The thing is, real life isn’t like a book. After you sign the book deal and work to make your novel all shiny, your life is not emblazoned with a bold THE END. (At least, I sure hope not!) Life goes on. As you write more books and develop more of a relationship with your publisher–or publishers–it means a lot to have a staunch advocate working to better your career. Here’s what an agent might do beyond reading the fine print on your contract.

Call of Fire– Know the trends.
The publishing world is small. As readers and authors, we hear some news about deals and see the new releases, but agents follow the pulse of the industry and know about the books that will be out in a year, two, three years. That’s why an agent might love a manuscript that lands in their slush pile, but they might not pick it up–there might be a glut of similar books that are already signed and in the publication process.

– Edit.
Not all agents edit. Not all authors want an agent who edits. My agent edits and I love her for it, even though her feedback is brutal at times. Not only is she great at critiquing, but–to return to the first point–she knows the industry and what makes a book strong or weak in this particular market. That’s insight beyond what I can get from my fellow authors.

– Act as mediator.
When you establish a relationship with a publisher, agents become this wonderful buffer between author and editor. They get to nag on your behalf. They get to email/phone and pester about late manuscript edits or financial statements or book cover progress. That doesn’t mean agents handle ALL interactions with your editor. A lot of day-to-day interactions are directly between editor and author, but agents are there to call on when things get awkward.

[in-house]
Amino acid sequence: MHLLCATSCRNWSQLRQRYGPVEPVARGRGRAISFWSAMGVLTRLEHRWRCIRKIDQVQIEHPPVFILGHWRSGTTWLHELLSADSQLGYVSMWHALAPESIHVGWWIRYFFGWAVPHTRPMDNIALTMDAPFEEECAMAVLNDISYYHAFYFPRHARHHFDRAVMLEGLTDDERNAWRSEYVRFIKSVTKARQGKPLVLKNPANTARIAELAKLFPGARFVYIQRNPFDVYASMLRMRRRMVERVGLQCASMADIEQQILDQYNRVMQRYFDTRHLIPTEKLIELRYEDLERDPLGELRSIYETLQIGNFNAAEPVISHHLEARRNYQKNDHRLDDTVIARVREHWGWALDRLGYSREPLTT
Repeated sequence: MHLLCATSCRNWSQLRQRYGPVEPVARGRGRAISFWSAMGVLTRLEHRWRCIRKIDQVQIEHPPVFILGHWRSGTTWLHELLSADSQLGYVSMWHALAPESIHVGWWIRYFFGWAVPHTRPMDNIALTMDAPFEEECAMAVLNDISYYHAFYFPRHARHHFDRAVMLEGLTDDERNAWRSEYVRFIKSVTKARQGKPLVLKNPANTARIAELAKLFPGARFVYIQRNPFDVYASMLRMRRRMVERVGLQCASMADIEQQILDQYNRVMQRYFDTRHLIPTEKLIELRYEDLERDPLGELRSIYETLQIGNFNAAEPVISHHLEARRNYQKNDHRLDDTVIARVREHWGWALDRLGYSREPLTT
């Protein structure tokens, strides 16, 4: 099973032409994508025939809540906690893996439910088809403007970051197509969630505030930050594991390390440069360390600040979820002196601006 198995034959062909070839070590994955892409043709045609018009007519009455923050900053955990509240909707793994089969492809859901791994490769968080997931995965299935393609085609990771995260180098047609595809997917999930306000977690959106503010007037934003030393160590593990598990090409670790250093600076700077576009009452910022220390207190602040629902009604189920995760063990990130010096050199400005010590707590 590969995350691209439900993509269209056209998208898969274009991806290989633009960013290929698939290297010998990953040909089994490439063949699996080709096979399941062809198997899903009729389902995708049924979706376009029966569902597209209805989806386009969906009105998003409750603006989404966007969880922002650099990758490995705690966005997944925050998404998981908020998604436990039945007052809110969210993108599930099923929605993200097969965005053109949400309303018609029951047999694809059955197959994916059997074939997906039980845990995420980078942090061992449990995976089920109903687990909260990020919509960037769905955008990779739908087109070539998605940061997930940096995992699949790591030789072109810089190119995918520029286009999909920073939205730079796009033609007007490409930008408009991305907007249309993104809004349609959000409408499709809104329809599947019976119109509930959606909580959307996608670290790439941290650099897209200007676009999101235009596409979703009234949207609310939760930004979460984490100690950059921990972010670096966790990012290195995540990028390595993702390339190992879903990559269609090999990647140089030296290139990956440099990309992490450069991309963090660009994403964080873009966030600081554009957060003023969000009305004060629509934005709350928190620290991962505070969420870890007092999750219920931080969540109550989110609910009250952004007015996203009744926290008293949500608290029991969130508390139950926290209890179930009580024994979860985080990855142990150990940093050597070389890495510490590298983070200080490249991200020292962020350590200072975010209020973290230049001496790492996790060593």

– Career guidance.

Some agents work with authors on a book by book basis. Others make a pact for the full career of the author, and that’s the kind of relationship I have. Here’s the thing: the book industry is weird. Your book might not sell. Editors come and go. Imprints fail. Publishers are bought-out. A supportive agent looks beyond the book you’re working on now, and on to the next series, or a new series. Again, they see the trends. They see what is selling–or not. I rely on my agent’s business savvy to guide me along.

– Cheerleader/superhero.
Writing is my happiness, my joy. Sometimes, it is also a particular kind of hell. My agent is there to talk me off the ledge. She’s not just a cheerleader, she’s a superhero, cape and all. Agents are there for the good times (book deal, whoo hoo!) and also the bad times: when rough drafts stay particularly rough, when deadlines are zooming by, when the publisher is supporting about as well as a ten-year-old bra.

So sure, an agent will help you get a book deal and make sure the contract is fair, but they do so much more. They are there to help you along, book after book, and during those lulls in between books, too. A supportive agent is there to do whatever they possibly can to ensure that your writing career consists of more “TO BE CONTINUEDS” than “THE ENDS.”

Originally posted at Novelocity. #SFWAPro